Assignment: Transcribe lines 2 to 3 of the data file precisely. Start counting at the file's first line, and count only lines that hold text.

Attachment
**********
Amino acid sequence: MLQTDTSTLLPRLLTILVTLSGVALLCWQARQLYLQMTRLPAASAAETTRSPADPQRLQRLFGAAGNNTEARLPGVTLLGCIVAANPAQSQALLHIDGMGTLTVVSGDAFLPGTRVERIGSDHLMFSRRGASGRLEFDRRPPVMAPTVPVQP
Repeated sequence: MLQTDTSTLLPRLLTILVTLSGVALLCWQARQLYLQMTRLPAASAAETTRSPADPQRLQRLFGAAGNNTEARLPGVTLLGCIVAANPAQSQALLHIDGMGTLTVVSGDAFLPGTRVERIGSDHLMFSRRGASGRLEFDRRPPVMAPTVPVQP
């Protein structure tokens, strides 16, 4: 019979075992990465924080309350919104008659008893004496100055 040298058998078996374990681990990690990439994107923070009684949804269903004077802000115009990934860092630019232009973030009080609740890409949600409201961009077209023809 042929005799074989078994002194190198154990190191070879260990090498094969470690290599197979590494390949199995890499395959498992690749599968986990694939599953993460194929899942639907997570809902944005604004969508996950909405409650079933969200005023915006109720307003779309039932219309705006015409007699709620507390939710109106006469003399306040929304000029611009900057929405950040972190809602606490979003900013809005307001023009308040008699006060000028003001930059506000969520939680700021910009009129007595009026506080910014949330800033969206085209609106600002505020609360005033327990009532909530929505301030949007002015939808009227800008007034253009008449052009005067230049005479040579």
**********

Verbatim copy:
Repeated sequence: MLQTDTSTLLPRLLTILVTLSGVALLCWQARQLYLQMTRLPAASAAETTRSPADPQRLQRLFGAAGNNTEARLPGVTLLGCIVAANPAQSQALLHIDGMGTLTVVSGDAFLPGTRVERIGSDHLMFSRRGASGRLEFDRRPPVMAPTVPVQP
């Protein structure tokens, strides 16, 4: 019979075992990465924080309350919104008659008893004496100055 040298058998078996374990681990990690990439994107923070009684949804269903004077802000115009990934860092630019232009973030009080609740890409949600409201961009077209023809 042929005799074989078994002194190198154990190191070879260990090498094969470690290599197979590494390949199995890499395959498992690749599968986990694939599953993460194929899942639907997570809902944005604004969508996950909405409650079933969200005023915006109720307003779309039932219309705006015409007699709620507390939710109106006469003399306040929304000029611009900057929405950040972190809602606490979003900013809005307001023009308040008699006060000028003001930059506000969520939680700021910009009129007595009026506080910014949330800033969206085209609106600002505020609360005033327990009532909530929505301030949007002015939808009227800008007034253009008449052009005067230049005479040579």